3. Against mediocrity. No one planned for our homes and cities to be like this. But they are. Why?

Speaking of which, I first thought “I’m going to get me one of these!” Then I saw the review.

4. Wild women. First, Fran Lebowitz on the joy of revenge. Next, Michelle Obama on the same.  Sharon Stone on the new meaning of diversityHelena Bonham-Carter (via Mary Oliver) on worrying. And Reshma Saujani on men.

5. “In the world.” The smallest public movie theatre in the world is in Stratford, Ontario. The largest dark sky sanctuary in the world is in Oregon. The most expensive drug in the world (at $4.25 million a dose) is in America.

6. How to…tie your shoelaces. It’s easy and will add hours of calm to your mudroom. Get inside 5 great cities. Ask the concierge of their top hotels. Learn how to pick locks.

7. The virtues of slow writing. Never having done that (and recall, Kazuo Ishiguro drafted The Remains of the Day in four weeks), I found this essay eye-opening.

8. Canada’s maple syrup reserves. They’re critically low, according to the Toronto Star. “Quebec’s strategic reserve of maple syrup, a trio of vast warehouses that typically hold tens of thousands of barrels, is nearing empty after a couple of warm winters collided with a pandemic-era spike in demand. Built to hold 133 million pounds of syrup, the reserve has dwindled to just 6.9 million pounds, a fraction of where it sat just four years ago.”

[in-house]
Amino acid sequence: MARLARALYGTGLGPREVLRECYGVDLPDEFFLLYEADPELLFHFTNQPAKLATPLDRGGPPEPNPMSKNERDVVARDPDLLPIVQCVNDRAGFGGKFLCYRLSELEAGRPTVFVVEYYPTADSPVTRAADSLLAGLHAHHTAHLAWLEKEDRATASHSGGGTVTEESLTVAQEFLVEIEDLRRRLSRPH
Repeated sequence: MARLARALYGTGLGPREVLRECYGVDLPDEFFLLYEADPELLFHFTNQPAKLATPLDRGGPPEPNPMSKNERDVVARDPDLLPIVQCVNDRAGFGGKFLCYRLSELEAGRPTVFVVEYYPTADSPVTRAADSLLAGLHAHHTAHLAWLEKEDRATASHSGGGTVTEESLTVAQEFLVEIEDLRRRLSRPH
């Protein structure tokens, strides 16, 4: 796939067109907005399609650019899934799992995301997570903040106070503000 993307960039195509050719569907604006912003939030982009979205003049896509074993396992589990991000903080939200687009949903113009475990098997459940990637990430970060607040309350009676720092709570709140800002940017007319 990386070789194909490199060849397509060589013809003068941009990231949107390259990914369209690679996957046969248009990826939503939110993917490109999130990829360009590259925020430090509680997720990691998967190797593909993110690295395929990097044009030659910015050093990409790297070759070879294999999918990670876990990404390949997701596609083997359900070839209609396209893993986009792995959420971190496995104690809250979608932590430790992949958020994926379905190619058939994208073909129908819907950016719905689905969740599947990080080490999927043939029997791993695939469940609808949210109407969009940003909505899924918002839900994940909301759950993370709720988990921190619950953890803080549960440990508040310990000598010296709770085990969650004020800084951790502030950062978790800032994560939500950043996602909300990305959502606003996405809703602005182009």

9.  A primer on stopping deepfakes. “Deepfakes are non-consensually AI-generated voices, images or videos that are created to produce sexual imagery, commit fraud, or spread misinformation.” We’ve all seen them, though likely not the worst of them. What to do? Let’s start here.

10. Singin’ and dancin’ and meowin. First the cat orchestra. Next, Shut Up and Dance. Finally, The Tenors sing “Danny Boy”at Brian Mulroney’s funeral.

11. What I’m liking. The Japanese gangster series, Tokyo Vice, is now in Season 2 on Crave. It’s dark, dense, intriguing and full of cultural surprises (Yakuza carry business cards and have head offices). The protagonist is based on the memoir of Jake Adelstein, an American who was a police reporter at Japan’s largest newspaper.  Adelstein was interviewed on NPR in 2009 when his book was published. It re-played last week.

12. And finally, Happy Easter….from me, but much more important, from Donald Trump.




Both trips are curated by karibu adventures, a boutique travel offering founded by former journalist and foreign correspondent, Andrea Mandel-Campbell. She brings a journalistic lens to the karibu offering – introducing you to people and places and experiences you might not otherwise have.

Andrea has written about both trips and the origins of karibu in the latest edition of Harrowsmith Magazine, which you can read here.

The Italy trip is limited to 12 people and 3 spots are open; the Vancouver Island trip is limited to 10 people, and 7 places are open.

So sign up now for the kind of summer you really want, and deserve.

Contact Andrea Mandel-Campbell directly to learn more about these trips and to book your spot. 1.888.969.7712.


Bob Ramsay